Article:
The House of MG, Ahmedabad – Hospitality with heritage
A trip to Ahmedabad happened to us quite by accident. I’m going to put my travel reputation on the line here and admit we ended up on this trip due to a flight sale on non-refundable tickets, an incorrect google maps search and basic blundering on my part. But I’d been to Ahmedabad only a couple of times when I was a kid and Charles never had, so we decided to take up the adventure. While travelling to Tier II Indian cities, we usually prefer luxury hotels (especially the chains because, well while we’re always up for an authentic adventure, I prefer a nice place to fall asleep at the end of the day). But when we came across the House of MG, a beautifully tasteful and unique boutique hotel in the old city of Ahmedabad, decisions were made.
We were greeted at the Airport by a very pleasant (and might I add dignified) driver dressed in the traditional kurta pyjama. The (Wifi enabled) Innova had a little floral basket with cold water waiting for us. Just what we needed in the summer heat. It was a 25 minute ride in the traffic to House of MG, as we passed several points of interest that the driver kept bringing our attention to. His knowledge of the city and its history had already started becoming apparent to us. After a quick check- in, we were shown to our room on the first floor. We climbed a beautiful old wooden staircase, went through a passage and passed a swing right outside our door into our room where the natural air conditioning of the stone tiled floors, high ceilings and wooden ventilators almost made us forget to turn on one of the split ACs in the room. A refreshing coconut drink arrived before our luggage and we relaxed on the swing (yes, there was a swing in our room) flipping through the French and Spanish magazines on the table, as well as the very elaborate information file. Connecting to the WiFi took a bit of tinkering but we finally got in. After updating our social media with enough pictures and posts to drive you followers insane with jealousy, I set my phone down and finally got a good look at the one thing that had been inviting me since I stepped in. A beautiful four poster bed with a canopy of soft white linen flapping lazily in the fan’s breeze. A wonderful nap later, we woke up to embark on a bit of an expedition, to explore the hotel.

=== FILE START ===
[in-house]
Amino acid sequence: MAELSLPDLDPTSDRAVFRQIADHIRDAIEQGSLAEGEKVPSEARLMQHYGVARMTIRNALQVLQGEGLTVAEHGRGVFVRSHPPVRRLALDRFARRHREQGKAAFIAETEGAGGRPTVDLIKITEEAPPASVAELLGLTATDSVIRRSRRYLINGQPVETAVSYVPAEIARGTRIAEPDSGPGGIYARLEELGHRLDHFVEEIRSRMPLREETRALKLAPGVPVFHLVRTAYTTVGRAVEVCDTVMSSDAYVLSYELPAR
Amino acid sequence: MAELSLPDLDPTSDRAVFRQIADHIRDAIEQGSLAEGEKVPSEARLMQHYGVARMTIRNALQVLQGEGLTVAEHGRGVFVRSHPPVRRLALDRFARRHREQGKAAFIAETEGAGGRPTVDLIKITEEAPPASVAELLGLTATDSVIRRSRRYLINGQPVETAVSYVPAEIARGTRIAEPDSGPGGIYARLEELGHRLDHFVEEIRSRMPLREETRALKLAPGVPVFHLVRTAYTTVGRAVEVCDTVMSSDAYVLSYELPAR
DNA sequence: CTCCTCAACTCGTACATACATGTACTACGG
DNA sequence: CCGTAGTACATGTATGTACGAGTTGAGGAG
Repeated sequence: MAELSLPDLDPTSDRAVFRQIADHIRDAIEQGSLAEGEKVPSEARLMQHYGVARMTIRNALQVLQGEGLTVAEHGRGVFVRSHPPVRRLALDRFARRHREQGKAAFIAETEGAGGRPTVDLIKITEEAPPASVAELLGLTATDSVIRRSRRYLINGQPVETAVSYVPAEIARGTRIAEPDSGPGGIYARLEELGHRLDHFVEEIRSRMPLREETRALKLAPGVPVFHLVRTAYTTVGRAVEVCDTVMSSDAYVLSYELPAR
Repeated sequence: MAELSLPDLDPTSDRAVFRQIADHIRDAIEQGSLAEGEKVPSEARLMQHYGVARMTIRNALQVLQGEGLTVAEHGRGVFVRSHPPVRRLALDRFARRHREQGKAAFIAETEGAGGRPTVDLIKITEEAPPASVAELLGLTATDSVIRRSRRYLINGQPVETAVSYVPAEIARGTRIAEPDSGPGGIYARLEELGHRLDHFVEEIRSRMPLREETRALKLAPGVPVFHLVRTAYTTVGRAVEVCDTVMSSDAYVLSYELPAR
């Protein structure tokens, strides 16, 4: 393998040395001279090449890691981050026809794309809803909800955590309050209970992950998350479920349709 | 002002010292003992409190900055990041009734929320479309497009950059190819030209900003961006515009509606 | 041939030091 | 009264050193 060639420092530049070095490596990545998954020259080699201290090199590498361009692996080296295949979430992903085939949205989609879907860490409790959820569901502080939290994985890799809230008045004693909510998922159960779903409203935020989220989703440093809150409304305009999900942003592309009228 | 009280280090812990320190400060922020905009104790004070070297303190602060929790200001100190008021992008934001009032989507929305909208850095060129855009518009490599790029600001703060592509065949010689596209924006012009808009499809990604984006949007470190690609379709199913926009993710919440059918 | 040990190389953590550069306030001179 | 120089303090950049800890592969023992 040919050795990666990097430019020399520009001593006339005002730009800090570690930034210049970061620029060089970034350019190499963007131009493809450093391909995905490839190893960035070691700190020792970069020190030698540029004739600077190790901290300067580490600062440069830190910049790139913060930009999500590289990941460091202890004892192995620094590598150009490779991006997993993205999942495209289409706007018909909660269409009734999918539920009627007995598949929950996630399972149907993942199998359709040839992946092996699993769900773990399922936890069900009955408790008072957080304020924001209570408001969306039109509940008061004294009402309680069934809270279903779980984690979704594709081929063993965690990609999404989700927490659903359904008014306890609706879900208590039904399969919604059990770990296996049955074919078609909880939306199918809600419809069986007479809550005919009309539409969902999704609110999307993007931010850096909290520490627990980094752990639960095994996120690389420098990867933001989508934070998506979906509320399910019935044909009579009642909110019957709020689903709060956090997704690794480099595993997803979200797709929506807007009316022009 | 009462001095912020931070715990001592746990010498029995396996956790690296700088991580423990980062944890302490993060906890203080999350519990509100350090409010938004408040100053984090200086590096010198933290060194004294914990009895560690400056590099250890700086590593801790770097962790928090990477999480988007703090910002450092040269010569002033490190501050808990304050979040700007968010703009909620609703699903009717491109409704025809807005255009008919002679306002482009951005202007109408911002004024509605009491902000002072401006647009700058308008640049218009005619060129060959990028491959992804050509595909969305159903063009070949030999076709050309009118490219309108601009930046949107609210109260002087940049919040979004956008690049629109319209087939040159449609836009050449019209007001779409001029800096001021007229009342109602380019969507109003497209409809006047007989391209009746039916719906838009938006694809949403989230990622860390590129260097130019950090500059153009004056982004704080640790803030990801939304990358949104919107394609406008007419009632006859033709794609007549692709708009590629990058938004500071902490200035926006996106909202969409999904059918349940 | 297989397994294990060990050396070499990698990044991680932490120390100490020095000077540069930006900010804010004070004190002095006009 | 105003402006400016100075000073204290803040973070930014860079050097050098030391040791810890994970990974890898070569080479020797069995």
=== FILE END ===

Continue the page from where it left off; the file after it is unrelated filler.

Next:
Turndown service with a poem
The entire hotel used to be the home of Mangaldas Girdhardas (a businessman who made his money in the textile mills) and is now being managed as a boutique hotel by his family. There’s a wonderful sense of the history of the house that echoes around every corner and on every wall. Portraits of the women of the house (after whom several rooms have been named as well), beautiful ethnic tiles, wood furniture that most certainly has a past and more. Quaint touches to luxe up the heritage feel of the property like brass switches and switch plates, little creepers in test tubes, carpets and dhurries that are changed every single day, cushions on the swings that are strewn about the property, all of it was just inviting us to make ourselves at home.